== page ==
Purpose: Past research showed that overly positive attitudes and intentions towards fast food contribute to obesity. In the face of rising childhood obesity, the purpose of this paper is to explore attitudinal and behavioral reasons behind adolescents' suboptimal food choices. It tests hypotheses about differences between teenagers and adults in customer attitudes and intentions regarding fast food restaurants. Design/methodology/approach: The hypotheses are tested with German survey data and moderated regression analysis. Findings: Teenagers do not underestimate the negative effects of fast food. However, their decision making fails to incorporate existing knowledge on competitive advantages and gives greater weight to customer satisfaction compared with adults. Behavioral differences between teenage and adult consumers result from differences in cognitive development rather than social pressure. Research limitations/implications: As this study uses subjective consumer data from Germany, future research could validate the conclusions with objective behavioral data from various countries. Practical implications: Of importance to fast food restaurant managers, the primary determinants of customer attitudes and intentions are food quality, the public brand image, social recognition, and perceived competitive advantages. By contrast, service quality and perceived value are less influential. Satisfying teenage customers is more important than informing them about competitive advantages. Social implications: The results imply that fast food-related childhood obesity may be caused by lack of rationality rather than peer pressure or lack of knowledge. Originality/value: As an original contribution, the paper compares adolescents' and adults' decision making regarding fast food restaurants and captures the regularly overlooked influences of the public brand image, social recognition, and perceived competitive advantages.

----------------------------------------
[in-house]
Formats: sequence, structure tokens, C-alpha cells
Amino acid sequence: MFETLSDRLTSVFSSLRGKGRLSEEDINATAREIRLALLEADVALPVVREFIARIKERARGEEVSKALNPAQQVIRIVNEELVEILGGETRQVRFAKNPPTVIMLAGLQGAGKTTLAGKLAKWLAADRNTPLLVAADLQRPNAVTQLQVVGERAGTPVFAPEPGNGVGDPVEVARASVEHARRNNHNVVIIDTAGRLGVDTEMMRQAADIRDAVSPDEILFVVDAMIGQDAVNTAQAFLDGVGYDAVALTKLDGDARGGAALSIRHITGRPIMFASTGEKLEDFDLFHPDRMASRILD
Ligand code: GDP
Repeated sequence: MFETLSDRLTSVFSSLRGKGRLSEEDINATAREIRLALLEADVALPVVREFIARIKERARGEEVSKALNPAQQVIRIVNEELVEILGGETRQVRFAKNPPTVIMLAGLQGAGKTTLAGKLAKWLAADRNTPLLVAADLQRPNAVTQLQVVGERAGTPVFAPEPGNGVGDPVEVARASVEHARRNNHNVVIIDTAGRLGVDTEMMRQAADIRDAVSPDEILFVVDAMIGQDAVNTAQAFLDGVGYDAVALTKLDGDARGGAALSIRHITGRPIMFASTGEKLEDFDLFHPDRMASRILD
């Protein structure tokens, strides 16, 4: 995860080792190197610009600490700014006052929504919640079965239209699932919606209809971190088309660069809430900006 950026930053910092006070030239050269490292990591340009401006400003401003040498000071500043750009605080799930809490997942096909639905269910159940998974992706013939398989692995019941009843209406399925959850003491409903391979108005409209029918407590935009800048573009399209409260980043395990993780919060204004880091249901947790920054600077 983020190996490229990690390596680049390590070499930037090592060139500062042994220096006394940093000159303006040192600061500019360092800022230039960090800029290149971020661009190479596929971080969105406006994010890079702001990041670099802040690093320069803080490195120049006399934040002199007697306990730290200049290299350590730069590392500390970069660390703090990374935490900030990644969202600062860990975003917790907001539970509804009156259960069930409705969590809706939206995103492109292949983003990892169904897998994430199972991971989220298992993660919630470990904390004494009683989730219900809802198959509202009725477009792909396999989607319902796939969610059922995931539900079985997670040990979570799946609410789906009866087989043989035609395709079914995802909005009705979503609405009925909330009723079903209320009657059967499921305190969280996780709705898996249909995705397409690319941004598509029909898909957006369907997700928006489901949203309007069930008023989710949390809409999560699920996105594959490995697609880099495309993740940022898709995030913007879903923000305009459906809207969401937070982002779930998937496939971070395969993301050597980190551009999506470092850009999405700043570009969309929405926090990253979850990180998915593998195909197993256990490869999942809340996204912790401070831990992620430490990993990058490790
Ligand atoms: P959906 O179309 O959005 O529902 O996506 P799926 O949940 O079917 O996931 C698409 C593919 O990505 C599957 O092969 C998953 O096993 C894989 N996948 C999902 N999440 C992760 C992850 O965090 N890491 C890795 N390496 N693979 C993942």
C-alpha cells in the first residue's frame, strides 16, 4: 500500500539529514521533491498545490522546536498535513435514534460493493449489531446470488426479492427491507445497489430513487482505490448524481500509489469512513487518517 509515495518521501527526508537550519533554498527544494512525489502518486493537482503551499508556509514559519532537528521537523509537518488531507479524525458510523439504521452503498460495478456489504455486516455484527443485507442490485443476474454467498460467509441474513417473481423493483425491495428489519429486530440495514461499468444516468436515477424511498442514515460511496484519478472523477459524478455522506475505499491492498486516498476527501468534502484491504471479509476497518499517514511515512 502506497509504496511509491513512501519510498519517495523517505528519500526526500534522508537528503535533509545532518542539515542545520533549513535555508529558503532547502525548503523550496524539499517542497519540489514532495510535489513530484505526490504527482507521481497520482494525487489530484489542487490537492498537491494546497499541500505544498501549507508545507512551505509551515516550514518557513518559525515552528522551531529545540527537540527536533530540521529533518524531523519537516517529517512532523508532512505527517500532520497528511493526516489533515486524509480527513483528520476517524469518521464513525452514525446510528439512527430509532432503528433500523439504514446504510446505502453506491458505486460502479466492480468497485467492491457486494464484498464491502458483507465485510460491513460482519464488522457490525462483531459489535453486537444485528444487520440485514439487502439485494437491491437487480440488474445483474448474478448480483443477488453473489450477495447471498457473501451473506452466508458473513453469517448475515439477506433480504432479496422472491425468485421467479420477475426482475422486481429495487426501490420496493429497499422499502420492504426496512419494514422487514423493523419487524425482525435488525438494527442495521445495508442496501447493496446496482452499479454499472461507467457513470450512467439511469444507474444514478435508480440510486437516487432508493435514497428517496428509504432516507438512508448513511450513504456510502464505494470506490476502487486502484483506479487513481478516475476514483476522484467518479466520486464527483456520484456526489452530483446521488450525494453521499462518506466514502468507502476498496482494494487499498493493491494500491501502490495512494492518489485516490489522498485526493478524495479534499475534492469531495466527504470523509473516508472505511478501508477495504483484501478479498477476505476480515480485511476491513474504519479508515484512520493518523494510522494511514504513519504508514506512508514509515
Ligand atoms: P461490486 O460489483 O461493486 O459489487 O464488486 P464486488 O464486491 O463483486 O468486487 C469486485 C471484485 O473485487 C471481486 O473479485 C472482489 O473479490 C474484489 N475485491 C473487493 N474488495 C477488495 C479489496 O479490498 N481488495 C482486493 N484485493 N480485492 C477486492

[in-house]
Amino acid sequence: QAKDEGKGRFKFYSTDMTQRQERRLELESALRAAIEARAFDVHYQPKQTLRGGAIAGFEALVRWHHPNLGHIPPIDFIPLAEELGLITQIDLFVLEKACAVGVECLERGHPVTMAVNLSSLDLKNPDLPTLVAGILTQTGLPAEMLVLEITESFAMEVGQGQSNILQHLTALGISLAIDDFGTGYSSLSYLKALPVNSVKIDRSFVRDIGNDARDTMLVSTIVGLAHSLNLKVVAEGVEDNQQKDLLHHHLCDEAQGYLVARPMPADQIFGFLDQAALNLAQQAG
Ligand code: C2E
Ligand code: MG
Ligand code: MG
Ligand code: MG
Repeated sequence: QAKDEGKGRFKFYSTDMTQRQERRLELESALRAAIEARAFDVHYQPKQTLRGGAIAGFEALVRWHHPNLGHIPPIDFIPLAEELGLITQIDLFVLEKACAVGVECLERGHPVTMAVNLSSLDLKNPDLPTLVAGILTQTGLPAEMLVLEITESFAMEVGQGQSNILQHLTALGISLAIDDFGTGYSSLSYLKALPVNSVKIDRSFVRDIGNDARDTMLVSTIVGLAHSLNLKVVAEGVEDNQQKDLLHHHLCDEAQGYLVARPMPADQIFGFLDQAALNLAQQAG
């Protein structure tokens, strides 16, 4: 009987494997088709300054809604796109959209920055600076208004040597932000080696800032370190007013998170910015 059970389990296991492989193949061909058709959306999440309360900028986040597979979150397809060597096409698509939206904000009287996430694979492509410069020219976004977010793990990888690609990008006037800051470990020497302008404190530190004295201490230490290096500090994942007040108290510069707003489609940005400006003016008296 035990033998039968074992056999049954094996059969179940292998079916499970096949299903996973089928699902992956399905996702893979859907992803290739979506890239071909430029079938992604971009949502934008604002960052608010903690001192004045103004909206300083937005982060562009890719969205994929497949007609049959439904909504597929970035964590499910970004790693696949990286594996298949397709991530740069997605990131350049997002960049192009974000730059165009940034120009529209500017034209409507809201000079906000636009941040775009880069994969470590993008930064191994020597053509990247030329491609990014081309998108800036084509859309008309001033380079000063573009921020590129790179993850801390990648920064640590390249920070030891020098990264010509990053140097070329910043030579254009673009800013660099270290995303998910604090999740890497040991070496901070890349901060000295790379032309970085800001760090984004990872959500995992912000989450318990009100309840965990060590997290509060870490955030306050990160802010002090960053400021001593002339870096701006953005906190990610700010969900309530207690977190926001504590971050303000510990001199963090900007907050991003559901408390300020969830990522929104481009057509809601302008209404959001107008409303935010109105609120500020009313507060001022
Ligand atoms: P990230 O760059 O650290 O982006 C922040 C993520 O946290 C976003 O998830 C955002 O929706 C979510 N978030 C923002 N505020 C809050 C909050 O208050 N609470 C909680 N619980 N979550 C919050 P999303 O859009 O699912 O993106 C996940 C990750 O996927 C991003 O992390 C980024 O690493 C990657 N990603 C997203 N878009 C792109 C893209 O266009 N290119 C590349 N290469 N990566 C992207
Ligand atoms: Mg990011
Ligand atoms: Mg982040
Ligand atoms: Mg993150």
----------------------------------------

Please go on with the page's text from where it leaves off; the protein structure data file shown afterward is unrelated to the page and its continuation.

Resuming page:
ASJC Scopus subject areas
- Strategy and Management